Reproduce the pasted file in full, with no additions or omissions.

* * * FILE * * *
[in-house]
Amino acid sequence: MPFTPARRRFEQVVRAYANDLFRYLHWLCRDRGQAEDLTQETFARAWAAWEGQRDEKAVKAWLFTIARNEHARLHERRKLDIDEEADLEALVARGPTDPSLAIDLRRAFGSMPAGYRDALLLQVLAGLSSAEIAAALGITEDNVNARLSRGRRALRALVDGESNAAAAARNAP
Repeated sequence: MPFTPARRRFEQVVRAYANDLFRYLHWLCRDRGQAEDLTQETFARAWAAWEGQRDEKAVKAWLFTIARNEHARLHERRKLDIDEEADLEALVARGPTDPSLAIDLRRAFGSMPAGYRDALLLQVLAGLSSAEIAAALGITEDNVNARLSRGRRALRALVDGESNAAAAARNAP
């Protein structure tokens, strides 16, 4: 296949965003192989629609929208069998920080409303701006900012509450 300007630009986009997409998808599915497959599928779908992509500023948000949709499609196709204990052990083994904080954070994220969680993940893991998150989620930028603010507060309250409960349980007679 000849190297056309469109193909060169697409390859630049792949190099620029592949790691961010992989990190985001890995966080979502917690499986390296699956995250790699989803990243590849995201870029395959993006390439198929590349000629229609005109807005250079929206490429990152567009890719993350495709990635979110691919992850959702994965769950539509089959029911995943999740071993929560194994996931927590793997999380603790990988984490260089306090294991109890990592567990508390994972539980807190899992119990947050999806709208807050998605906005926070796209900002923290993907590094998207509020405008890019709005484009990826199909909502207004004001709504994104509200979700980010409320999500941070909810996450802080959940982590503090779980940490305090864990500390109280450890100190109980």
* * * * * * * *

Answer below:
[in-house]
Amino acid sequence: MPFTPARRRFEQVVRAYANDLFRYLHWLCRDRGQAEDLTQETFARAWAAWEGQRDEKAVKAWLFTIARNEHARLHERRKLDIDEEADLEALVARGPTDPSLAIDLRRAFGSMPAGYRDALLLQVLAGLSSAEIAAALGITEDNVNARLSRGRRALRALVDGESNAAAAARNAP
Repeated sequence: MPFTPARRRFEQVVRAYANDLFRYLHWLCRDRGQAEDLTQETFARAWAAWEGQRDEKAVKAWLFTIARNEHARLHERRKLDIDEEADLEALVARGPTDPSLAIDLRRAFGSMPAGYRDALLLQVLAGLSSAEIAAALGITEDNVNARLSRGRRALRALVDGESNAAAAARNAP
């Protein structure tokens, strides 16, 4: 296949965003192989629609929208069998920080409303701006900012509450 300007630009986009997409998808599915497959599928779908992509500023948000949709499609196709204990052990083994904080954070994220969680993940893991998150989620930028603010507060309250409960349980007679 000849190297056309469109193909060169697409390859630049792949190099620029592949790691961010992989990190985001890995966080979502917690499986390296699956995250790699989803990243590849995201870029395959993006390439198929590349000629229609005109807005250079929206490429990152567009890719993350495709990635979110691919992850959702994965769950539509089959029911995943999740071993929560194994996931927590793997999380603790990988984490260089306090294991109890990592567990508390994972539980807190899992119990947050999806709208807050998605906005926070796209900002923290993907590094998207509020405008890019709005484009990826199909909502207004004001709504994104509200979700980010409320999500941070909810996450802080959940982590503090779980940490305090864990500390109280450890100190109980």